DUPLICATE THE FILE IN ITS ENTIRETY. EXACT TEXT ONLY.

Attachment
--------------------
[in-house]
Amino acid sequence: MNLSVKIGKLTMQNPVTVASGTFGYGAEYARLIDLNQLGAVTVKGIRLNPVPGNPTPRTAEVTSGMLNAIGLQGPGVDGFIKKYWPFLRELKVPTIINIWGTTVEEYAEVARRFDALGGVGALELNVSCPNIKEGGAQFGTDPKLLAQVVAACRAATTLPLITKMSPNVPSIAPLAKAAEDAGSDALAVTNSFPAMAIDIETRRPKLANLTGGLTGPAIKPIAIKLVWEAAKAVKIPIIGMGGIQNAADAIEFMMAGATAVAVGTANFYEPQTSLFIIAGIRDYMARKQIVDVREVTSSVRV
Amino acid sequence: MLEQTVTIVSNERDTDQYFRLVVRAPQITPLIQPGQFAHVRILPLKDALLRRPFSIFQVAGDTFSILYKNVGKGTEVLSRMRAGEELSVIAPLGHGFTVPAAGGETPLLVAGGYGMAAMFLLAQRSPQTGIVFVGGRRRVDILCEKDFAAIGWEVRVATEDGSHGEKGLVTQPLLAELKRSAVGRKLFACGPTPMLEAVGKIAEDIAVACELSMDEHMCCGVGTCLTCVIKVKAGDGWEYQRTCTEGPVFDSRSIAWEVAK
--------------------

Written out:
[in-house]
Amino acid sequence: MNLSVKIGKLTMQNPVTVASGTFGYGAEYARLIDLNQLGAVTVKGIRLNPVPGNPTPRTAEVTSGMLNAIGLQGPGVDGFIKKYWPFLRELKVPTIINIWGTTVEEYAEVARRFDALGGVGALELNVSCPNIKEGGAQFGTDPKLLAQVVAACRAATTLPLITKMSPNVPSIAPLAKAAEDAGSDALAVTNSFPAMAIDIETRRPKLANLTGGLTGPAIKPIAIKLVWEAAKAVKIPIIGMGGIQNAADAIEFMMAGATAVAVGTANFYEPQTSLFIIAGIRDYMARKQIVDVREVTSSVRV
Amino acid sequence: MLEQTVTIVSNERDTDQYFRLVVRAPQITPLIQPGQFAHVRILPLKDALLRRPFSIFQVAGDTFSILYKNVGKGTEVLSRMRAGEELSVIAPLGHGFTVPAAGGETPLLVAGGYGMAAMFLLAQRSPQTGIVFVGGRRRVDILCEKDFAAIGWEVRVATEDGSHGEKGLVTQPLLAELKRSAVGRKLFACGPTPMLEAVGKIAEDIAVACELSMDEHMCCGVGTCLTCVIKVKAGDGWEYQRTCTEGPVFDSRSIAWEVAK